Evolution is as reasonable as theory of gravity

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Those that want to deny evolution should consider how this could be inconsistent with believing in gravity.

For starters, those that derisively dismiss the theory of evolution, as originally postulated by Charles Darwin, as “just a theory” should remember that the theory of gravity, as originally postulated by Isaac Newton, also has the “theory” label.

They are both bona fide scientific theories; therefore they are as credible and reasonable as any other concrete concept in science can be (it takes a lot for a concept to be distinguished as a “theory”), and should not be dismissed as “just theories.”

Another argument by some takes the form of an attack on the messenger himself, saying of Darwin that he was a bigot and such, in an attempt to discredit the concept of evolution by discrediting him.

For the sake of argument let’s go a step further; let’s just say that Darwin possessed the most deranged, insane ideas of all time. Given that concession it would still be a fallacious argument, as an idea should be judged solely on its own merits, not on the merits of the person putting forward the idea.

We should remember that Newton believed that “the menstrual blood of the sordid whore” possessed magical properties, among other absurd beliefs.

Although he would have been a horrible gynecologist, he was in fact a very good physicist, and his absurd beliefs should not discredit the theory of gravity in the same way that the theory of evolution should not be discredited by any strange ideas Darwin may have held.

There are also some that attack the theory of evolution through pointing out flaws in Charles Darwin’s original manuscript on the matter, “On the Origins of Species.”

This has been the favorite route of criticism for some people, including former child-actor Kirk Cameron who has passed out free copies of the book on several campuses in the past while pointing out some incorrect passages, in an effort to discredit the whole idea of evolution.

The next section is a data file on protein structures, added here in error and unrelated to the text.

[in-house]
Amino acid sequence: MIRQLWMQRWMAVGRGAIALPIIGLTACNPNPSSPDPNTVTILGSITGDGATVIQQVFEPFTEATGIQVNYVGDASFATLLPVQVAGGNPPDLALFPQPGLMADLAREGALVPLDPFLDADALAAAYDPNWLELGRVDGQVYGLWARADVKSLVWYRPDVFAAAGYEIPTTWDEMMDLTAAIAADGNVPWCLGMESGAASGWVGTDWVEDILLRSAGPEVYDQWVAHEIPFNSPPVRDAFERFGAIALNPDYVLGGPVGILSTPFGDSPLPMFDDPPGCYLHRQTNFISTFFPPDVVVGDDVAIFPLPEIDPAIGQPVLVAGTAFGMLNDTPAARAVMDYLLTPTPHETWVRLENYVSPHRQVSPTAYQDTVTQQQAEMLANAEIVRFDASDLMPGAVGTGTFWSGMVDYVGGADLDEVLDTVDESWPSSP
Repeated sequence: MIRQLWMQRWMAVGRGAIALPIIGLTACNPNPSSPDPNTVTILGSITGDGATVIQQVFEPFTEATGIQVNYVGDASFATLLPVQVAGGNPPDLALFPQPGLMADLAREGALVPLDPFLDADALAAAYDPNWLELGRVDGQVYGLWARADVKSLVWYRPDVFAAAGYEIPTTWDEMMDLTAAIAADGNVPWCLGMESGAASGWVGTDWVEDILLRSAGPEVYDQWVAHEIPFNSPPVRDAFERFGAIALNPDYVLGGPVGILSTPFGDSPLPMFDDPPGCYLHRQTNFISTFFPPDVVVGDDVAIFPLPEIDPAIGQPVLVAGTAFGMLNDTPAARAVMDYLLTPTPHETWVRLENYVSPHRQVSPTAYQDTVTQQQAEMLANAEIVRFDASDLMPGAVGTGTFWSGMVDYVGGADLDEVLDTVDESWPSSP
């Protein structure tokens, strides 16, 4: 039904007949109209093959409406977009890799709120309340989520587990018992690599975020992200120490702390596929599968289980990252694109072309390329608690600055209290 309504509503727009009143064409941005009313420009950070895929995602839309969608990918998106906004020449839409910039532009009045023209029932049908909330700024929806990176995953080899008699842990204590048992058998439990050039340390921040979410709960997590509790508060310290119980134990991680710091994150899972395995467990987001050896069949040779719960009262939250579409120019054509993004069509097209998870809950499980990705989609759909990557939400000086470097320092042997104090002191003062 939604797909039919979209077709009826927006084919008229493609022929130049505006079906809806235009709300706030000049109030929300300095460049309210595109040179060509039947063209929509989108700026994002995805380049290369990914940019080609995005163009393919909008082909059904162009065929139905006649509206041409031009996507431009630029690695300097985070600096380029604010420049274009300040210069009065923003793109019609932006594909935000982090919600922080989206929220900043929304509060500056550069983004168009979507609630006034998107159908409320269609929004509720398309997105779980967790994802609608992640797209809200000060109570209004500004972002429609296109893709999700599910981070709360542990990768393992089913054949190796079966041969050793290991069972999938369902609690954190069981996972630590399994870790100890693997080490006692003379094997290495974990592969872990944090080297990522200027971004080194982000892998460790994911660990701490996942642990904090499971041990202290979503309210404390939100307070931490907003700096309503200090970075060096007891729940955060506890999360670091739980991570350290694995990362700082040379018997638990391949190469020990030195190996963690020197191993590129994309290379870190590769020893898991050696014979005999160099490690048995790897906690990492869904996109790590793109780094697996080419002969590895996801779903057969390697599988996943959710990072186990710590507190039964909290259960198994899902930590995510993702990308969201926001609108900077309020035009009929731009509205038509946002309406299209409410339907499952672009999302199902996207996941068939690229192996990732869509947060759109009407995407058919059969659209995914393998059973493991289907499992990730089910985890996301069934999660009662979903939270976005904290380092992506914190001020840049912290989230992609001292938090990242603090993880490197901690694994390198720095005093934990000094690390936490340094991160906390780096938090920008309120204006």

Again we should turn to gravity to discredit this line of reasoning, as it should be pointed out that Newton got several things wrong in his original writings on the matter (including, but not limited to, a false conception of comets).

In the same way that it would be absurd for an anti-gravity former child-actor to preach at campuses that gravity doesn’t occur since Newton was wrong about some aspects of it, so is it absurd for anti-evolution Cameron to do likewise.

At this time there may be an anti-evolutionist reader saying, “Why does he keep on comparing gravity to evolution; gravity is clearly real as it can be observed while evolution has never been seen happening.”

First of all, it should be pointed out that evolution has been observed. For some examples of plants, animals, and single celled organisms being observed evolving please consult the following link: http://www.talkorigins.org/faqs/faq-speciation.html.

Secondly let’s assume that evolution has never been observed; this would not mean that the concept of evolution is false.

This is because science, and generally rational thought itself, does not depend entirely upon direct observation.

Research into the “clues” of evolution (DNA, fossils, etc.) can, and do, bear witness to its truth (think about the television show “CSI” and how they can solve murders using the clues left behind the crime, without witnessing the crime itself.)

And just as there are benefits for a society that largely accepts the credibility of the theory of gravity (a society that condemned the concept of gravity would turn out rather bad architects and have a horrid space program to say the least), there are also benefits for a wide acceptance of the theory of evolution.

I’ll leave you with the University of California, Berkeley pointing out just one of the many societal benefits to the theory of evolution on the medical section of their website: “Evolutionary theory predicted that bacterial resistance would happen. But evolutionary theory also gives doctors and patients some specific strategies for delaying even more widespread evolution of antibiotic resistance … Ultimately, recognizing bacteria as evolving entities and understanding their evolution should help us to control that evolution, allowing us to prolong the useful lifespan of antibiotics.”

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